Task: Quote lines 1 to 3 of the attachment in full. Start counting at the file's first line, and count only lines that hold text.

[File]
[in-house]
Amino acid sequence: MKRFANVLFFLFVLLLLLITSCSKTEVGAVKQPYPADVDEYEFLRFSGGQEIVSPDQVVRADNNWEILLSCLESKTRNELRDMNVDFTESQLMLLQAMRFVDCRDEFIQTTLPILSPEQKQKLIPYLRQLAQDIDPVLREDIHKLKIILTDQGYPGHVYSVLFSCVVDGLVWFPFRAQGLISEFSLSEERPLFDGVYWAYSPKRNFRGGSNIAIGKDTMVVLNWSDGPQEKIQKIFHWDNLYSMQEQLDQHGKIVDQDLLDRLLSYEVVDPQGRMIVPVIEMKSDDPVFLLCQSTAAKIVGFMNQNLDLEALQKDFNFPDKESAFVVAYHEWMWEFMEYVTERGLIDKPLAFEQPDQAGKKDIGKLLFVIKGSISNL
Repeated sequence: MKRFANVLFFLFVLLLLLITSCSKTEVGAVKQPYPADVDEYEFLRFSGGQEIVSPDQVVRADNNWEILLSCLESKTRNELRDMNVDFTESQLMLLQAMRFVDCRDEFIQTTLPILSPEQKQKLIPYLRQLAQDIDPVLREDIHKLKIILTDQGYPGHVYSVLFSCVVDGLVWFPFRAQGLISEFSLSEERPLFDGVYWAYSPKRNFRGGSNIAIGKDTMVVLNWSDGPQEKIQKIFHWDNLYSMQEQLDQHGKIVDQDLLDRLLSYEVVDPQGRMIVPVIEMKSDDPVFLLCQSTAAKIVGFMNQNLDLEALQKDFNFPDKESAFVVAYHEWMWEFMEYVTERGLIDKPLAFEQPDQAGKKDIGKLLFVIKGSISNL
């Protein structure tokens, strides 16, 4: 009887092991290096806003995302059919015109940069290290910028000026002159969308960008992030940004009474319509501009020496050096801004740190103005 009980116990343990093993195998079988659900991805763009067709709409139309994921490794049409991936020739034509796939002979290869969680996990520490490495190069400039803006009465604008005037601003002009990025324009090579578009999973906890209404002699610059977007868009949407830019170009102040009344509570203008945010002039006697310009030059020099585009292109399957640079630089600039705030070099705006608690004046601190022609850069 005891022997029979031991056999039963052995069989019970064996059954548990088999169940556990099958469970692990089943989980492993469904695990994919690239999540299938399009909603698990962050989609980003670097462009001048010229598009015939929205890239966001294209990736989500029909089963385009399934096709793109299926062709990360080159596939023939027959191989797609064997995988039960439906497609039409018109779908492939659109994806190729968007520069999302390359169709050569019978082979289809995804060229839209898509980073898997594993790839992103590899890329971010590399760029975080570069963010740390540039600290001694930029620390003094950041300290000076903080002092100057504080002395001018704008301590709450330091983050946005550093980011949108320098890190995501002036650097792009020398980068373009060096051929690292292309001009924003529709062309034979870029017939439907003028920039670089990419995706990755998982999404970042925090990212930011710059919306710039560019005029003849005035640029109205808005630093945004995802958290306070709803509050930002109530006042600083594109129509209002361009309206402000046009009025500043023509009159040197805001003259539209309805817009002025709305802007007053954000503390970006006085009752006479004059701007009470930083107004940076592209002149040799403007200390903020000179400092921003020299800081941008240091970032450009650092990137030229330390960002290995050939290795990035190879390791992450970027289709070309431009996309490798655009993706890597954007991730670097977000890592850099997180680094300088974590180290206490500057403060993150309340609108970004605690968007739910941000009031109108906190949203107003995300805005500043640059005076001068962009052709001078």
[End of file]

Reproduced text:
[in-house]
Amino acid sequence: MKRFANVLFFLFVLLLLLITSCSKTEVGAVKQPYPADVDEYEFLRFSGGQEIVSPDQVVRADNNWEILLSCLESKTRNELRDMNVDFTESQLMLLQAMRFVDCRDEFIQTTLPILSPEQKQKLIPYLRQLAQDIDPVLREDIHKLKIILTDQGYPGHVYSVLFSCVVDGLVWFPFRAQGLISEFSLSEERPLFDGVYWAYSPKRNFRGGSNIAIGKDTMVVLNWSDGPQEKIQKIFHWDNLYSMQEQLDQHGKIVDQDLLDRLLSYEVVDPQGRMIVPVIEMKSDDPVFLLCQSTAAKIVGFMNQNLDLEALQKDFNFPDKESAFVVAYHEWMWEFMEYVTERGLIDKPLAFEQPDQAGKKDIGKLLFVIKGSISNL
Repeated sequence: MKRFANVLFFLFVLLLLLITSCSKTEVGAVKQPYPADVDEYEFLRFSGGQEIVSPDQVVRADNNWEILLSCLESKTRNELRDMNVDFTESQLMLLQAMRFVDCRDEFIQTTLPILSPEQKQKLIPYLRQLAQDIDPVLREDIHKLKIILTDQGYPGHVYSVLFSCVVDGLVWFPFRAQGLISEFSLSEERPLFDGVYWAYSPKRNFRGGSNIAIGKDTMVVLNWSDGPQEKIQKIFHWDNLYSMQEQLDQHGKIVDQDLLDRLLSYEVVDPQGRMIVPVIEMKSDDPVFLLCQSTAAKIVGFMNQNLDLEALQKDFNFPDKESAFVVAYHEWMWEFMEYVTERGLIDKPLAFEQPDQAGKKDIGKLLFVIKGSISNL